Alcohol and Snoring

alcohol and snoring

Although many people believe that alcohol can help you to sleep more soundly, in fact this is a common misconception. While you may fall asleep more quickly since alcohol relaxes the body, it does not allow for high quality sleep and you will not feel refreshed when you wake. More importantly, alcohol can actually worsen a snoring problem, even if you do not ordinarily snore when sober. In order to understand why this problem occurs, you need to be aware of the effect that alcohol can have on sleep.

How Alcohol Affects Your Sleep?

morning after drinkingDuring normal sleep, there are two stages called REM (rapid eye movement) and NREM (non-rapid eye movement). During the NREM stage of sleep, brain activity slows down while the body moves and blood pressure and pulse remain steady. As the sleeper moves into REM, their sleep cycle deepens with less voluntary muscle movements. When you consume alcohol, your sleep pattern becomes disturbed. Although falling asleep is easier, your NREM stage of the cycle becomes longer, and the greater the amount of alcohol consumed, the longer this stage becomes. If you fail to get enough REM sleep, you will wake up exhausted as your body does not get enough opportunity to recharge fully. You will probably also waken more times throughout the night when alcohol has been consumed, and may suffer from vivid dreams and night sweats.

Alcohol And Snoring

Once you are aware of how alcohol affects your body and your sleep patterns, it is easy to see how snoring is closely related to alcohol consumption. When you drink alcohol, your muscles relax more and this causes blockages in the airways at the rear of the throat. Alcohol travels through the body in the same way as a sedative does, causing the oropharynx at the rear of the throat to fold more quickly than when sober. This collapse is one of the primary causes of snoring after drinking alcohol. Even if you only drink a moderate amount of alcohol, studies have proved that inspiratory resistance is increased by up to 4 times, resulting in increased levels of snoring even among those who rarely snore ordinarily. Someone who habitually snores already may find that their inspiratory resistance is increased by up to 8 times and this can lead to further problems including sleep apnea. It is therefore recommended by doctors to avoid drinking alcohol in the hours before bedtime, especially if you already have a snoring problem. There may be another issue at play too that can worsen snoring when consuming alcohol. Quite a lot of people have an allergic reaction to a compound called tyrosine which is found in red wine. Although these reactions are generally mild, they do often cause inflammation which can worsen snoring.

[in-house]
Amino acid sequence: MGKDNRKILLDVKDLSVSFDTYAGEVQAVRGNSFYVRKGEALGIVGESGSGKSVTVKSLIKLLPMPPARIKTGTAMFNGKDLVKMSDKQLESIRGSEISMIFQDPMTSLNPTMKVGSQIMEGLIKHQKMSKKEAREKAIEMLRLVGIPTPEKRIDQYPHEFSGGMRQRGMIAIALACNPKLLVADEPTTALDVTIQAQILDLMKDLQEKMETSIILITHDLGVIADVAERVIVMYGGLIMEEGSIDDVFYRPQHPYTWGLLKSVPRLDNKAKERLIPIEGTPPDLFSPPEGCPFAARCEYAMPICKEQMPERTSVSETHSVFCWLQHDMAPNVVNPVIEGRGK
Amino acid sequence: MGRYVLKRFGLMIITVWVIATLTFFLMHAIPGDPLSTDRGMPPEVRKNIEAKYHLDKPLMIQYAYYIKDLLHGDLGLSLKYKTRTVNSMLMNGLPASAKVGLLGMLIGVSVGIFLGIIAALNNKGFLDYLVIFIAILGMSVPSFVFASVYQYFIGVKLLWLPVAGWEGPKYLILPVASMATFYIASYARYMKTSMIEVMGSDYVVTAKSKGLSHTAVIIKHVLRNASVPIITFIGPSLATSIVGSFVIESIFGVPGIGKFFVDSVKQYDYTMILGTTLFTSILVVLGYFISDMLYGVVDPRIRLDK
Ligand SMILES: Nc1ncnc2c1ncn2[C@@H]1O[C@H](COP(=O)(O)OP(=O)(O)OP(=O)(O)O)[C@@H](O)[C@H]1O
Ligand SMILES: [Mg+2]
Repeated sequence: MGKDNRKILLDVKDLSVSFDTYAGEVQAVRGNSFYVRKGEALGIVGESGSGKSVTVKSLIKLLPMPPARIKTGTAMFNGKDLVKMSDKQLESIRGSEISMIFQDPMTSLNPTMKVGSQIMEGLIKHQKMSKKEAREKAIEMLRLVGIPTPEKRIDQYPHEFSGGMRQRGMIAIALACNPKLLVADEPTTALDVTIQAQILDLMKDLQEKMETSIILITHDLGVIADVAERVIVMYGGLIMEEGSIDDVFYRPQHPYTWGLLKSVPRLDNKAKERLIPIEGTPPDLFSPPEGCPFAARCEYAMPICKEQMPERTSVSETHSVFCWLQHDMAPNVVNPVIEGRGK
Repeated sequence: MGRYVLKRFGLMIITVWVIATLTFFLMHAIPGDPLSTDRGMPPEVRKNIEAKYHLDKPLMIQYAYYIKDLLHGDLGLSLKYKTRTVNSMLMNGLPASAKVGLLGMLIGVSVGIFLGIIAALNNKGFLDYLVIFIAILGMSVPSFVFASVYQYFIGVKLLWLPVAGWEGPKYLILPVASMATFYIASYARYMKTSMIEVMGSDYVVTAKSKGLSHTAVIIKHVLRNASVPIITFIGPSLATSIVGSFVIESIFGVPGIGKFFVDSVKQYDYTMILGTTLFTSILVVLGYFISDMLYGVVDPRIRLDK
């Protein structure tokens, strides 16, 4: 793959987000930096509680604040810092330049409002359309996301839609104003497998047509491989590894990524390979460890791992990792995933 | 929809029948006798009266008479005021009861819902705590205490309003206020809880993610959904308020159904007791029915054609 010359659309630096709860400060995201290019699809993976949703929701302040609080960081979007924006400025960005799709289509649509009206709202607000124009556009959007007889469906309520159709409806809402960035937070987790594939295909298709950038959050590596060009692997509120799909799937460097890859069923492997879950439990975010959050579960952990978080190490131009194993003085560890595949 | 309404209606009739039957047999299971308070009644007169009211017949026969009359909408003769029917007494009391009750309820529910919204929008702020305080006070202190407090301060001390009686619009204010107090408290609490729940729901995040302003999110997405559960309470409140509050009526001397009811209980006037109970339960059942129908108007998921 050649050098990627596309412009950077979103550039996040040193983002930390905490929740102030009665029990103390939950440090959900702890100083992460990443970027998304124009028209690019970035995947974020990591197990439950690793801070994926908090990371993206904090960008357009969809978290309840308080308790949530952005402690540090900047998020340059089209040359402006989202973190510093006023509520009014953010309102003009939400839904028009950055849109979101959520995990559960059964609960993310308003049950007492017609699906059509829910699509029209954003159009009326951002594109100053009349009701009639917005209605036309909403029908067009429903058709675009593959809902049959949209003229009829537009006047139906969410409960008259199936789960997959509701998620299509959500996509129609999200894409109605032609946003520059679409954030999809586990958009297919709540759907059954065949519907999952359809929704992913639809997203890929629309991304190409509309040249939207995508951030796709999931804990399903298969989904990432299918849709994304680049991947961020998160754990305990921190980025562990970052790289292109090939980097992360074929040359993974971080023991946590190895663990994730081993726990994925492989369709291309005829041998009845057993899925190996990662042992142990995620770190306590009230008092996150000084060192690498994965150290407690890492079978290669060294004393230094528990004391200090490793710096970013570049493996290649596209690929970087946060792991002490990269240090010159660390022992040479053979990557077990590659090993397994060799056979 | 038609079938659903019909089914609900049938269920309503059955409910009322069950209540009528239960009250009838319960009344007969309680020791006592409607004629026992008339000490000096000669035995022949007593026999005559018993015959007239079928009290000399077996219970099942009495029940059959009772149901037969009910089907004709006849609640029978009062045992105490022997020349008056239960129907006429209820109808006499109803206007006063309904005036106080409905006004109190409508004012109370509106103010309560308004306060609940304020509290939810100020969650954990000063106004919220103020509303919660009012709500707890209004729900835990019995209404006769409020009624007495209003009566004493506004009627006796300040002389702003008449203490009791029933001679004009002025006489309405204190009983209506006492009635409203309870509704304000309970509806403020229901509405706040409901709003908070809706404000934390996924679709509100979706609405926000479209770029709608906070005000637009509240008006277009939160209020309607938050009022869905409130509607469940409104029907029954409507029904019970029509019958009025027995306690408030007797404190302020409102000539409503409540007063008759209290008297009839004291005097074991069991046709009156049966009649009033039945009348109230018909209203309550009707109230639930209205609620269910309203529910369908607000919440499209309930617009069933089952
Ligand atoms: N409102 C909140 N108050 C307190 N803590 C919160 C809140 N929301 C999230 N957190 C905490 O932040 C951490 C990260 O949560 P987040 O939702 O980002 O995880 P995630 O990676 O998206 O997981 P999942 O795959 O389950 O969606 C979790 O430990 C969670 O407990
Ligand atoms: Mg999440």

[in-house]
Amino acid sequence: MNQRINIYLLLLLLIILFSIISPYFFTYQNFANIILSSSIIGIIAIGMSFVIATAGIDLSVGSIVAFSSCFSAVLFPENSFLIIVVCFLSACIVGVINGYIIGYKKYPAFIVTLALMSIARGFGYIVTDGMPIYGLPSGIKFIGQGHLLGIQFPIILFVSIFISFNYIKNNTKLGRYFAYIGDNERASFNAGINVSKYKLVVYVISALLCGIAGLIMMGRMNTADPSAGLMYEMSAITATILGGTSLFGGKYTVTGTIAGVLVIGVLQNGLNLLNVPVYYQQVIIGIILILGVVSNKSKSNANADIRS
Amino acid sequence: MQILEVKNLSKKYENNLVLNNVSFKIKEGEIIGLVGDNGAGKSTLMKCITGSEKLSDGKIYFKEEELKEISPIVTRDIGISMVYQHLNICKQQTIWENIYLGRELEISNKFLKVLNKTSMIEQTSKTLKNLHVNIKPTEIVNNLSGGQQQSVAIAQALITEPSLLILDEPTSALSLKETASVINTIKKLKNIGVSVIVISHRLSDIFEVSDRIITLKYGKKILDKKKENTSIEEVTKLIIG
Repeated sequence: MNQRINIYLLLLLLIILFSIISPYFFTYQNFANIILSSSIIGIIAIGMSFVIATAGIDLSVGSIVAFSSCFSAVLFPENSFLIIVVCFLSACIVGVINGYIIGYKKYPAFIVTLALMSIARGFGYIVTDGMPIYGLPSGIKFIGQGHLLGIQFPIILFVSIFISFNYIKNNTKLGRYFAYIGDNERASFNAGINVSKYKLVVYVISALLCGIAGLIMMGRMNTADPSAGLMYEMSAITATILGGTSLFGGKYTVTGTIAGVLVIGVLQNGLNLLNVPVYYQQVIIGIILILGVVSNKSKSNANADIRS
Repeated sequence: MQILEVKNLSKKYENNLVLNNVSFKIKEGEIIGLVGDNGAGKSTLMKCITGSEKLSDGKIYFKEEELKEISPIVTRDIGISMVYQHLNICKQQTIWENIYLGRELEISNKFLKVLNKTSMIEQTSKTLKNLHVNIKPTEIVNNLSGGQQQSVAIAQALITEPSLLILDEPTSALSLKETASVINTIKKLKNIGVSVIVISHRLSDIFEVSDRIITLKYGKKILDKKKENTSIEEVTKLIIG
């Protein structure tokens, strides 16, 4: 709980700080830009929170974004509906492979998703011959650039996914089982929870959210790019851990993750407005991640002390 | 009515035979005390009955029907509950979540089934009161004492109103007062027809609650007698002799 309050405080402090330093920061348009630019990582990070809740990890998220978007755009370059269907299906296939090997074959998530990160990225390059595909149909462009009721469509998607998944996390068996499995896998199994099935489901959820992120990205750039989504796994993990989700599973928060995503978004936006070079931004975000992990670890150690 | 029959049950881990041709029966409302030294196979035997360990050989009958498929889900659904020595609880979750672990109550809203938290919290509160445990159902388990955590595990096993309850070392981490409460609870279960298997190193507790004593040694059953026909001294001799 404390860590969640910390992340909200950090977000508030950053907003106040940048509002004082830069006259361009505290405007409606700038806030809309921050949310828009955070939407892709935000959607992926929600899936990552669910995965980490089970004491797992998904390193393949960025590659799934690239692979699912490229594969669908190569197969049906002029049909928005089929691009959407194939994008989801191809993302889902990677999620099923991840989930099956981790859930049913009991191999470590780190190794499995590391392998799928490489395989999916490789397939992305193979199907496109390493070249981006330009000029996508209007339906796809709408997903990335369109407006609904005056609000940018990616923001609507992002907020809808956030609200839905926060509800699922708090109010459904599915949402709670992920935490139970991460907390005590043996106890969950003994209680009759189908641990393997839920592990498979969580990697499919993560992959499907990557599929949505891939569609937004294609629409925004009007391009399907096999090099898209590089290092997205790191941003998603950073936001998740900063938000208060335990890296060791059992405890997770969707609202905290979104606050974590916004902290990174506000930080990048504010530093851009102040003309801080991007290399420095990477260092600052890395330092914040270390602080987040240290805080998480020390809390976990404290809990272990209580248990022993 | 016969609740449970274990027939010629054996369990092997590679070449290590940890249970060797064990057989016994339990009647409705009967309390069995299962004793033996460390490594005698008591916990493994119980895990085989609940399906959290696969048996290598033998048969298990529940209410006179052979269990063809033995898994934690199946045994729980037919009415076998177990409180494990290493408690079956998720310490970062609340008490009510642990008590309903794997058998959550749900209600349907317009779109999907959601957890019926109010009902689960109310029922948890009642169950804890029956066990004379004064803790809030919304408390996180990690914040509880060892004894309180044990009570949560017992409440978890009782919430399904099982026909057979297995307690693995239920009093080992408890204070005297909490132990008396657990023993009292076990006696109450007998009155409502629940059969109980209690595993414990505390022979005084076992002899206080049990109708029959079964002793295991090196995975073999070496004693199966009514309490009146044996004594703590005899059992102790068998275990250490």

How To Reduce The Effects Of Alcohol On Snoring

drinking and sleepingLuckily, there are several things that you can try in an attempt to reduce the effects of alcohol on your snoring. While, of course, the most effective way is to eliminate your alcohol consumption completely, if you are unwilling or unable to take this course of action, there are a few other options available. Try eating more when you drink alcohol as this leads to less absorption by the body, or switch to drinks that have a lower alcohol content by swapping hard liquors for wine or beer. Drinking in moderation by sticking to two drinks per day for men or one for women and men over the age of 65 is another option open to you. If you do want to drink more than this amount, you should space out your drinks with an hour between each, and consume a glass of water in between alcoholic drinks. You should avoid drinking any alcohol in the three hours before you go to bed and also avoid eating any food before you go to sleep as this can cause acid reflux and indigestion which worsens snoring. If you try sleeping on your side, you may find that the sound of snoring is reduced, or a snoring mouthpiece, known as an MAD or Mandibular Advancement Device is another option. This device holds your jaw in a forward position to keep the airways open, preventing loose tissues from flapping against each other to produce snoring sounds.